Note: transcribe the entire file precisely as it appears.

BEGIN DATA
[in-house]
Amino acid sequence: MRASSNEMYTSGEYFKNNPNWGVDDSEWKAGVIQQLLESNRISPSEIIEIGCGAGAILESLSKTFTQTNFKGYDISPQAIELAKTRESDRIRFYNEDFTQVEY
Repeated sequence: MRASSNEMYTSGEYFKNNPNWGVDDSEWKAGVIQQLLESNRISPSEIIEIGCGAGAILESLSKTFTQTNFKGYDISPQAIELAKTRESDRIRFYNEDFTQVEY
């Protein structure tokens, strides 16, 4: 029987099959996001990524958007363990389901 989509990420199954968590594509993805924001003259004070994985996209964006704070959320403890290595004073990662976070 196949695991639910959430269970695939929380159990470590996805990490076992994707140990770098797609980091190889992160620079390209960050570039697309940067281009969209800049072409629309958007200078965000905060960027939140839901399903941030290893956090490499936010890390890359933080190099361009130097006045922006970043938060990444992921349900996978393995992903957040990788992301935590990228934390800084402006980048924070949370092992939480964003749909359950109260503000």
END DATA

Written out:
[in-house]
Amino acid sequence: MRASSNEMYTSGEYFKNNPNWGVDDSEWKAGVIQQLLESNRISPSEIIEIGCGAGAILESLSKTFTQTNFKGYDISPQAIELAKTRESDRIRFYNEDFTQVEY
Repeated sequence: MRASSNEMYTSGEYFKNNPNWGVDDSEWKAGVIQQLLESNRISPSEIIEIGCGAGAILESLSKTFTQTNFKGYDISPQAIELAKTRESDRIRFYNEDFTQVEY
């Protein structure tokens, strides 16, 4: 029987099959996001990524958007363990389901 989509990420199954968590594509993805924001003259004070994985996209964006704070959320403890290595004073990662976070 196949695991639910959430269970695939929380159990470590996805990490076992994707140990770098797609980091190889992160620079390209960050570039697309940067281009969209800049072409629309958007200078965000905060960027939140839901399903941030290893956090490499936010890390890359933080190099361009130097006045922006970043938060990444992921349900996978393995992903957040990788992301935590990228934390800084402006980048924070949370092992939480964003749909359950109260503000």